But as a cultural term, modernism is used specifically to refer to artistic movements of the past hundred years or so, and thus has a more restricted sense than that of ‘modernity’. Exactly when modernism began can be disputed, but the canon of its works includes few from before the 1880s, and ‘modern’ architecture and music are, in a populist sense, still controversial in much the same way as when their earliest works were completed.footnote8 In fact, Adorno’s term ‘die neue Musik’ is even more appropriate: concert-going audiences react still to compositions by Schoenberg and the Second Viennese School as if they were new and strange, even though many are three-quarters of a century old. It is clear that, in cultural matters, modernism does not denote the recent but identifies a would-be radical break generally located in the first few decades of the twentieth century. Modernist movements in the arts tried to develop strategies for cultural subversion of the bourgeois art object, at first often in the expectation of social or political revolution: they proposed ‘a new kind of art for a new kind of social and perceptual world’.footnote9 Increasingly in the 1920s and after, modernism was a set of techniques for cultural resistance to the enduring capitalist society. Raymond Williams contends that, for all the difficulties in periodization, we can identify modernist structures of feeling in radical shock-aesthetics throughout this period. One feature of the prototypical modernist work—in spite of Williams’s stress on the diversity of modernism and the avant-garde and its specificity in successive formations—is its attack on commodity fetishism in its peculiar character of the reification of cultural objects. As Adorno and other Frankfurt School thinkers saw it, modernism involved the production of cultural works which embody in their form (not content) the contradictions that may at once represent and criticize those of capitalist social relations.footnote10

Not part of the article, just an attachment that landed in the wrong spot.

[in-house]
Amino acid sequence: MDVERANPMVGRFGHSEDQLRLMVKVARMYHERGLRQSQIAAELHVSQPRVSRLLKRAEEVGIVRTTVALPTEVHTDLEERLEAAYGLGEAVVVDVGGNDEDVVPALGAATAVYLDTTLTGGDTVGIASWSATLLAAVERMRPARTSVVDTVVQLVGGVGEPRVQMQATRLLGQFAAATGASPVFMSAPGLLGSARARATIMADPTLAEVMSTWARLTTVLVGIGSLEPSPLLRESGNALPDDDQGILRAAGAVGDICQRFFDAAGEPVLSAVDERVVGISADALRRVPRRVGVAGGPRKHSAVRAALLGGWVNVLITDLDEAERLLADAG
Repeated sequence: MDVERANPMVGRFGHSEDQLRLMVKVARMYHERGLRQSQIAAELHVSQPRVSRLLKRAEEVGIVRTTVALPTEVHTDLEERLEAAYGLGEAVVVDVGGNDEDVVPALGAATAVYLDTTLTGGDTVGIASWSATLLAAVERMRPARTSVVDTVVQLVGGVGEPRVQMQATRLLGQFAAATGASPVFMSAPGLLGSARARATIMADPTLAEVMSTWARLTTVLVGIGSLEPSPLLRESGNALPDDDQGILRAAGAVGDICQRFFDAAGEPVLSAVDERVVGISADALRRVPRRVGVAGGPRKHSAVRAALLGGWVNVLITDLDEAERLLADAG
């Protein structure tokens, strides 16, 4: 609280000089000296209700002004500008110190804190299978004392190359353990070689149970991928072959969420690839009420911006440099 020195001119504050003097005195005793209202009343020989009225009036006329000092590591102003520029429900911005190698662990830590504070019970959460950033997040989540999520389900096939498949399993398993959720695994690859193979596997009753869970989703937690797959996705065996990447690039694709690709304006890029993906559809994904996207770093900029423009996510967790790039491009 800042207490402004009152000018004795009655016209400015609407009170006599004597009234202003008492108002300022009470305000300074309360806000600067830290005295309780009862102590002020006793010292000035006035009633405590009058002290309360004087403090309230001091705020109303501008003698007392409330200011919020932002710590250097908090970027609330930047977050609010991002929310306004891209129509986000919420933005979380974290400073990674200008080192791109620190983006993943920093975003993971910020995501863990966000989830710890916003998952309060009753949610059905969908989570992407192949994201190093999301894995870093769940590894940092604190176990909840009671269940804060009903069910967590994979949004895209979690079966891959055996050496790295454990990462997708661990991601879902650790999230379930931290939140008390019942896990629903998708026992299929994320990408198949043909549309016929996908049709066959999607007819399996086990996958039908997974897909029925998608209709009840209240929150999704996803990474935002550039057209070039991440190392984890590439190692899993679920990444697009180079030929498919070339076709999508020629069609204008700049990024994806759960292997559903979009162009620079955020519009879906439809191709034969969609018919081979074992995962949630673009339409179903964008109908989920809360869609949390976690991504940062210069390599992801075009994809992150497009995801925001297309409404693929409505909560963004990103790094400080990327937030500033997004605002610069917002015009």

Fredric Jameson’s account of the cultural logic of late capitalismfootnote11 adopts a periodization of capitalist developmentfootnote12 in three stages, each with its distinct cultural form. First, from 1848, market capitalism entailed cultural realism; next, from the end of the nineteenth century, monopoly/imperial capitalism is associated with just such modernist movements in the arts I have been referring to; and, finally, ushered in by the machine production of electronic machines in the 1940s, the era of multinational capitalism with its postmodernist cultural phenomena of surface without depth, and the image as the ultimate reified commodity.footnote13 So, we may ask, in the sense of this developmental periodization, where are we in the history of rock music, whose existence is entirely a late-capitalist phenomenon? In what follows I want to reverse the prevalent downgrading of contemporary rock music by sketching in some moments of rock history since its birth as teenage culture more than thirty years ago. In outline what I propose is this: that popular music of the 1960s was not modernist at all (even though it was modern and even modernfootnote14) since it provided no challenge to music as reified commodity. Far from it: many sixties artists presided over an enbourgeoisement of youth culture which greatly extended capitalist penetration of ‘alienated’ youth markets. Though the music may at times have raised the flag of countercultural rebellion against established everyday life, its products were no modernist negations. Save in isolated earlier examples, the first modernist tide rose as punk in 1976 to overflow into our present postpunk era. This is because, in popular music, the youth culture that supported the possibility of a modernist subversion of the products of the music industry did not come into existence until the stage of capitalist development whose logic is postmodern. I believe that the current music scene provides some of the best illustrations of a postpunk aesthetic resistance practised and embodied within products of the music industry—Adorno’s ‘negative dialectic’ in a popular form. It is, I suggest, quite inappropriate to speak of the ‘end’ of anything in rock music—it’s not only much sooner than you thought, but, as the lady (may have) said, ‘We’re here, and right now!’.